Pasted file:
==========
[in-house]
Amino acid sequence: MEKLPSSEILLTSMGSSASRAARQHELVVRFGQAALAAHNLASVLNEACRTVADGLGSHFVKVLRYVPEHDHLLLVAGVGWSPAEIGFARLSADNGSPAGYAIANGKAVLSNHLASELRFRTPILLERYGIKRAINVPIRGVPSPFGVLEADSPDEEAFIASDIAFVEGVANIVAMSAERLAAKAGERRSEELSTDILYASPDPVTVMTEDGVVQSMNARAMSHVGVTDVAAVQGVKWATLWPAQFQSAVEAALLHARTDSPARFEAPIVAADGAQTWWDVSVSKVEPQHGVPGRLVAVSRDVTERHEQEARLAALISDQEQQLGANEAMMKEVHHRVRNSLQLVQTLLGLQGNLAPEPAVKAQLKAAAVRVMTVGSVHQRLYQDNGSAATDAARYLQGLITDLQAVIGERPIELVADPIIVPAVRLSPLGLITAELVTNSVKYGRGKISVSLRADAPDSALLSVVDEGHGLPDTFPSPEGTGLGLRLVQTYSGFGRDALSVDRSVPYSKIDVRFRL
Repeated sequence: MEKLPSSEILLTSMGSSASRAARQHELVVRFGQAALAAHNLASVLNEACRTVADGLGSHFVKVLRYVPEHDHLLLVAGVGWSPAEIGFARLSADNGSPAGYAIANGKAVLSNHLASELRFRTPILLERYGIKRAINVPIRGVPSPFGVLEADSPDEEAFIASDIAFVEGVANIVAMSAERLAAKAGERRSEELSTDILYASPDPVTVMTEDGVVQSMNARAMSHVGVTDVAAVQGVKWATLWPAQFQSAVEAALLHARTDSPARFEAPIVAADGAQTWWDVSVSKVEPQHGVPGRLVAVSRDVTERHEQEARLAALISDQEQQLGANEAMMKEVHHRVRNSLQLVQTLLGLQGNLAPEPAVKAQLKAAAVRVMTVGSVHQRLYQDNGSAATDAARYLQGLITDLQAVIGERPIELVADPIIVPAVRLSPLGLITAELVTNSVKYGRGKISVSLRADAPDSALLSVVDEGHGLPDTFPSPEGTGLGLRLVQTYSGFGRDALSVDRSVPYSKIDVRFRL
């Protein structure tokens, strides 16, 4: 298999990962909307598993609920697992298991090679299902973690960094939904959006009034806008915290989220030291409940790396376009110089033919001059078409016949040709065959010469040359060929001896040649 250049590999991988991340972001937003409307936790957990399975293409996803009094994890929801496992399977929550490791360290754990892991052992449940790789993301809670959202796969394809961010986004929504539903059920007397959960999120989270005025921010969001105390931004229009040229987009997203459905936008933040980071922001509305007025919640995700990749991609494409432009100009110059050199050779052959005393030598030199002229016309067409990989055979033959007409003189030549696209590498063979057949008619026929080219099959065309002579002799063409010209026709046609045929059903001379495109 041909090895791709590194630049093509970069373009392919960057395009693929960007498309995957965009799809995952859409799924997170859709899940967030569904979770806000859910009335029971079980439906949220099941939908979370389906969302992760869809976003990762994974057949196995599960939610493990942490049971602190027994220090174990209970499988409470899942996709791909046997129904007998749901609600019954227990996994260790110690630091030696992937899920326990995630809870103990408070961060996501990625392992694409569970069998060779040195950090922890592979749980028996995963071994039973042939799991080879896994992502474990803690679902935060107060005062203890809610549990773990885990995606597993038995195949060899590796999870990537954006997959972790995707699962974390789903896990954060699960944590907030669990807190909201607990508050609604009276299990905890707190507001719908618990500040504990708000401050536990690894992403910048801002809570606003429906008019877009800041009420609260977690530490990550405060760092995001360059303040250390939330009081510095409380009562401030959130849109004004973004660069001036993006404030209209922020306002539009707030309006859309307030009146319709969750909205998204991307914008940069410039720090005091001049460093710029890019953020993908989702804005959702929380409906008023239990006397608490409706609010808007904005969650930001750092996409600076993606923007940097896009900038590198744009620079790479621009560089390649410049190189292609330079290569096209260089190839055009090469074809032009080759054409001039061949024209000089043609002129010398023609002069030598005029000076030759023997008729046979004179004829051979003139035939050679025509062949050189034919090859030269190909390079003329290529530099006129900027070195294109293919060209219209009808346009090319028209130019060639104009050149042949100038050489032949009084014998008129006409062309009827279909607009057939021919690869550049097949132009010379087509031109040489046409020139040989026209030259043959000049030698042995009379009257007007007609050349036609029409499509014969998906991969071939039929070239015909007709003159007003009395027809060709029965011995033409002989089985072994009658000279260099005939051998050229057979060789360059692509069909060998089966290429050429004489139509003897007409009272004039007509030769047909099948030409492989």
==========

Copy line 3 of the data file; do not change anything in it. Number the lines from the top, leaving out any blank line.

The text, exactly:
Repeated sequence: MEKLPSSEILLTSMGSSASRAARQHELVVRFGQAALAAHNLASVLNEACRTVADGLGSHFVKVLRYVPEHDHLLLVAGVGWSPAEIGFARLSADNGSPAGYAIANGKAVLSNHLASELRFRTPILLERYGIKRAINVPIRGVPSPFGVLEADSPDEEAFIASDIAFVEGVANIVAMSAERLAAKAGERRSEELSTDILYASPDPVTVMTEDGVVQSMNARAMSHVGVTDVAAVQGVKWATLWPAQFQSAVEAALLHARTDSPARFEAPIVAADGAQTWWDVSVSKVEPQHGVPGRLVAVSRDVTERHEQEARLAALISDQEQQLGANEAMMKEVHHRVRNSLQLVQTLLGLQGNLAPEPAVKAQLKAAAVRVMTVGSVHQRLYQDNGSAATDAARYLQGLITDLQAVIGERPIELVADPIIVPAVRLSPLGLITAELVTNSVKYGRGKISVSLRADAPDSALLSVVDEGHGLPDTFPSPEGTGLGLRLVQTYSGFGRDALSVDRSVPYSKIDVRFRL